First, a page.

The Hamilton Depression Rating Scale (HAM-D) is a measure or test that determines if a person’s brain is suffering from depression. All information is found in the original scientific journal published by the author of the test, Hamilton. `Previously it has been proven to accurately show levels of depression before, during, and after treatment. The measure consists of 21 concepts or items but only the first 17 of them are scored. The HAM-D measure is the most widely used depression scale clinically.
A score of zero to seven is considered to be normal and a score of above 20 is considered to be clinically abnormal in one article summarizing the rating scale. Another interpretation of the score is a HAM-D score level of depression: 10 – 13 is mild; 14-17 is mild to moderate; greater than 17 moderates to severe.
The test measures depressed mood, feelings of guilt, suicide, anxiety symptoms, physiological symptoms, insomnia at night, insomnia during the day, hypochondriasis, genital symptoms, difficulty at work and activities, intellectual loss, loss of weight, agitation, and insight.
The measure was originally not structured and not intended to use clinically, but since release has been structuralized and used clinically for diagnosis. It was originally developed for hospital inpatients, and there is an emphasis on melancholic and physical symptoms of depression. They would use it to measure progress in subtypes during and after treatment. A limitation to the measure is that atypical symptoms of depression (e.g., hypersomnia, hyperphagia) are not assessed.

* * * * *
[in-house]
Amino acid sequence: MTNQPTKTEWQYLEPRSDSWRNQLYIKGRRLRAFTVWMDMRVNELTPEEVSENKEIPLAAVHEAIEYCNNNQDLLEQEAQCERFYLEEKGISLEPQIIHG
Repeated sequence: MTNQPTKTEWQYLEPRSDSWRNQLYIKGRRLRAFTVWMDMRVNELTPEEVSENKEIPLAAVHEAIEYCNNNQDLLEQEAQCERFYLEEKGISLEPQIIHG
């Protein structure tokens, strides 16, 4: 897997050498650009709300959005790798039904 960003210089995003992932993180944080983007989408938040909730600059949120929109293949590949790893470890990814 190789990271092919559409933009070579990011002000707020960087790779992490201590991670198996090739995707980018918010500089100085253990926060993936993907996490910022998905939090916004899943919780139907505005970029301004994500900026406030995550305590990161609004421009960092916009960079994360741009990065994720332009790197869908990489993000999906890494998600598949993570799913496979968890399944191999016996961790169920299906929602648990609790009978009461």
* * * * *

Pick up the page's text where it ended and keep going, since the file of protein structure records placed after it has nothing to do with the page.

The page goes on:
Misconceptions and uses
One misconception is that the measure can tell severity of depression and it cannot. What it can do is subtype it to help with what symptoms are showing more. An appropriate way to use this measure is to be aware of what it is intended for and its current uses. It should only be used by those trained on it and its use and not used to diagnose others by the general public. This is because the value of the questionnaire depends highly on the skill of the interviewer.
Previous research shows internal, inter-rater and retest reliability estimates are good enough for the global score but are not for individual items. The measure is widely available and not protected by copyright.